We also need to modify the curriculum of modern-day Schools of Translation and Interpretation to add more modules about marketing, web-design, sales, globalization, customer service. The only thing they taught me in school was linguistics and the theory of translation (and the language, of course, although it is a life-long process that started when I was 7). Yes, it’s a useful knowledge, but that knowledge won’t help you find clients.
    Newbie translators have to understand that knowing languages and being able to translate is not enough, you got to learn about marketing, business, sales and a ton of other things.
    You can’t just expect everything being handed to you on a silver platter.
    That’s not how it works.
    You learn and learn and learn and learn every single day until you finally make it.
    No one will ever tell you about good clients, because, well, it’s your clients and you want to keep it that way, right? Last thing you need is having your client bombarded by a storm of unsolicited emails from your fellow translators trying to undercut you or get ahead of you.
    There are tons of information about bad clients and poor rates and bad payment practices and I wish every newbie would read that before jumping to his/her first gig working for well-known sweat-shops.
    But people still let hunger rule over common sense and that’s why we have good translators working at shitty companies at shitty rates. But that’s the topic for a whole new discussion.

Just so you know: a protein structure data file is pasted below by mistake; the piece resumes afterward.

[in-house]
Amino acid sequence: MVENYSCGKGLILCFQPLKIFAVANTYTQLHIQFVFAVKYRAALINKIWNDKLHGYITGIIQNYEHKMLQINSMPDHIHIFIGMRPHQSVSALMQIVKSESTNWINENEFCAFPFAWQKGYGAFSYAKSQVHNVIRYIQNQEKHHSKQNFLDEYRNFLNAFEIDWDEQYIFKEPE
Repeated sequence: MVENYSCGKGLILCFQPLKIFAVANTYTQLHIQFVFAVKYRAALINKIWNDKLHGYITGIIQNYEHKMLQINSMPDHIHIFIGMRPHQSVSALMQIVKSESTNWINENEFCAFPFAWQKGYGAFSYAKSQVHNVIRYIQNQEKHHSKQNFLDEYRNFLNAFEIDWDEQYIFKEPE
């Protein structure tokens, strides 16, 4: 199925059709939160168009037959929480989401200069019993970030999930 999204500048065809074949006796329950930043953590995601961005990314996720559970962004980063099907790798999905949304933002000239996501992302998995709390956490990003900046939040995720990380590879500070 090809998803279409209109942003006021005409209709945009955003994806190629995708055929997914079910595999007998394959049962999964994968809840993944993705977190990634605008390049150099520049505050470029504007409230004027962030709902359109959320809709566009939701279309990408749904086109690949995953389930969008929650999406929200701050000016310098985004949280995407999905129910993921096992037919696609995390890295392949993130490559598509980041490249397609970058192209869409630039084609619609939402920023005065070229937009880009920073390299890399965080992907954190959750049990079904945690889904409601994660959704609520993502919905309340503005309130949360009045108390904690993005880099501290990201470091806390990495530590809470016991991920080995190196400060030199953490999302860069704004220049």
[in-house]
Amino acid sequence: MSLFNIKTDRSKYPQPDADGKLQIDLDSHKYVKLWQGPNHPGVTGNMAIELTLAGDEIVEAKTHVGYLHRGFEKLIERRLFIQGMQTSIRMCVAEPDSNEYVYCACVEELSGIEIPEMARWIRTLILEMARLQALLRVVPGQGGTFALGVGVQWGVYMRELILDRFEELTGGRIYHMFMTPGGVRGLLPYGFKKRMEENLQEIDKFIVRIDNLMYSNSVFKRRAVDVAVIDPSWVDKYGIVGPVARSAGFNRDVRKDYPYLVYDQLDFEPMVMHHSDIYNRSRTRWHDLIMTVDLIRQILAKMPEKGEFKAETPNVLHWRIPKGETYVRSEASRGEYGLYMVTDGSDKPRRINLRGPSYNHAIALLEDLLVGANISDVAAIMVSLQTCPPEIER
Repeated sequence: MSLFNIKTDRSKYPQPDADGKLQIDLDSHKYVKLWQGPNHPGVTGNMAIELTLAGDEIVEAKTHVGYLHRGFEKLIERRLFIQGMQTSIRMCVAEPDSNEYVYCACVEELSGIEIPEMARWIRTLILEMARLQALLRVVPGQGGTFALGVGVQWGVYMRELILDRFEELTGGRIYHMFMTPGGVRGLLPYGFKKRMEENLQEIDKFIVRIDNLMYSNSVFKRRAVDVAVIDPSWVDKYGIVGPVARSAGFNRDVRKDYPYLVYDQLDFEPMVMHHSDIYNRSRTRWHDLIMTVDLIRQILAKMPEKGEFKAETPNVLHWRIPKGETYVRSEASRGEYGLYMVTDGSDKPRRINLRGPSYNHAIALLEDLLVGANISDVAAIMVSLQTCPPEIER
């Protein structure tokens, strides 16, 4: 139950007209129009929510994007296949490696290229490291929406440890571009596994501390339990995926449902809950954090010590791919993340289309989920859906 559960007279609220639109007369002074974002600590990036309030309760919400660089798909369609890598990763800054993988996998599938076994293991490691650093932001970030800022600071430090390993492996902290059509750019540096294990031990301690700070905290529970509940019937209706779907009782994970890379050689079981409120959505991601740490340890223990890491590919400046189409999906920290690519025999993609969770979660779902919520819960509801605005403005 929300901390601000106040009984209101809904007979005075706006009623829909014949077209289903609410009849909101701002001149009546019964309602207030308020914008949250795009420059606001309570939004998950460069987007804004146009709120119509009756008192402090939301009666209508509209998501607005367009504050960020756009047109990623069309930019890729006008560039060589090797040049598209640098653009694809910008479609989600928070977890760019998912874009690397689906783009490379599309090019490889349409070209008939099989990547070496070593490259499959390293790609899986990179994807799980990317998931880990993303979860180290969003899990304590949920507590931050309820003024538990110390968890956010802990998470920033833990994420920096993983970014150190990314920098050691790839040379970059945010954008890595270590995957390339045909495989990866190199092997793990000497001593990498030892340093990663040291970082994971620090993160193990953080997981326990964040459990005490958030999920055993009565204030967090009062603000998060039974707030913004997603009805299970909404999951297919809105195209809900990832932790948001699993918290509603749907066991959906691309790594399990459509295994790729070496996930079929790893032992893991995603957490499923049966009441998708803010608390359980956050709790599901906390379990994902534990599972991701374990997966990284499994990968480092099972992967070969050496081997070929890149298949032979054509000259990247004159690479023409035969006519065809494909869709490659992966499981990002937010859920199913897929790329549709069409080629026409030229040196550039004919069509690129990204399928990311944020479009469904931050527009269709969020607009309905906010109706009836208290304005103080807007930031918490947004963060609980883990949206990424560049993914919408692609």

Natalia · July 16, 2015 at 5:07 am

Dmitry, bravo! You know how to touch translator’s soul))

“I’ve learned that translators can be cruel too.” — especially true about Russian translators. I think it is even our national feature: we do not like to share successful ideas, but we like to terrify and describe everything in dark colors.

    Dmitry Kornyukhov · July 16, 2015 at 11:26 am

    Thank you, Natalia! I know, right? When someone needs our help we can be very condescending! I don’t know why do some people do it. I find that kind of attitude counter-productive. If you want to improve your profession you got to help the newbies to make good choices and avoid the mistakes that you’ve made. That way you’ll create a healthy value-based competition. But when you push people away they end up working for peanuts (like I did) and if they’re good translators you might potentially put yourself into a lot of trouble because you were too busy or rude or condescending or cruel or selfish or egocentric.